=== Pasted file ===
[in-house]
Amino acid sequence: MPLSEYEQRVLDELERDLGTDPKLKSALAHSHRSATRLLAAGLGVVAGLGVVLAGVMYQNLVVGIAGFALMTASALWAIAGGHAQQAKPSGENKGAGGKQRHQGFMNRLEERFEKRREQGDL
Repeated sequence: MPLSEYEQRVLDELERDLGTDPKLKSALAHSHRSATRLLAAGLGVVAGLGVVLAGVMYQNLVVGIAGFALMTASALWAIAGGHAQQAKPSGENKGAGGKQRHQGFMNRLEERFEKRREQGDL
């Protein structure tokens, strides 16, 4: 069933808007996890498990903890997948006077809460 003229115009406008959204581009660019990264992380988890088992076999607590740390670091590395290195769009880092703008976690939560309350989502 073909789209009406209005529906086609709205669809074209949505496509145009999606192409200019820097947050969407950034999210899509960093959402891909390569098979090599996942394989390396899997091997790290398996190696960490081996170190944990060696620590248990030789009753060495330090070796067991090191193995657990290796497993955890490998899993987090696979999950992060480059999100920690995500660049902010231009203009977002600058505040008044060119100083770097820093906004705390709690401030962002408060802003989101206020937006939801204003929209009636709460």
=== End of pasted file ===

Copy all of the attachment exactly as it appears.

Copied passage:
[in-house]
Amino acid sequence: MPLSEYEQRVLDELERDLGTDPKLKSALAHSHRSATRLLAAGLGVVAGLGVVLAGVMYQNLVVGIAGFALMTASALWAIAGGHAQQAKPSGENKGAGGKQRHQGFMNRLEERFEKRREQGDL
Repeated sequence: MPLSEYEQRVLDELERDLGTDPKLKSALAHSHRSATRLLAAGLGVVAGLGVVLAGVMYQNLVVGIAGFALMTASALWAIAGGHAQQAKPSGENKGAGGKQRHQGFMNRLEERFEKRREQGDL
């Protein structure tokens, strides 16, 4: 069933808007996890498990903890997948006077809460 003229115009406008959204581009660019990264992380988890088992076999607590740390670091590395290195769009880092703008976690939560309350989502 073909789209009406209005529906086609709205669809074209949505496509145009999606192409200019820097947050969407950034999210899509960093959402891909390569098979090599996942394989390396899997091997790290398996190696960490081996170190944990060696620590248990030789009753060495330090070796067991090191193995657990290796497993955890490998899993987090696979999950992060480059999100920690995500660049902010231009203009977002600058505040008044060119100083770097820093906004705390709690401030962002408060802003989101206020937006939801204003929209009636709460």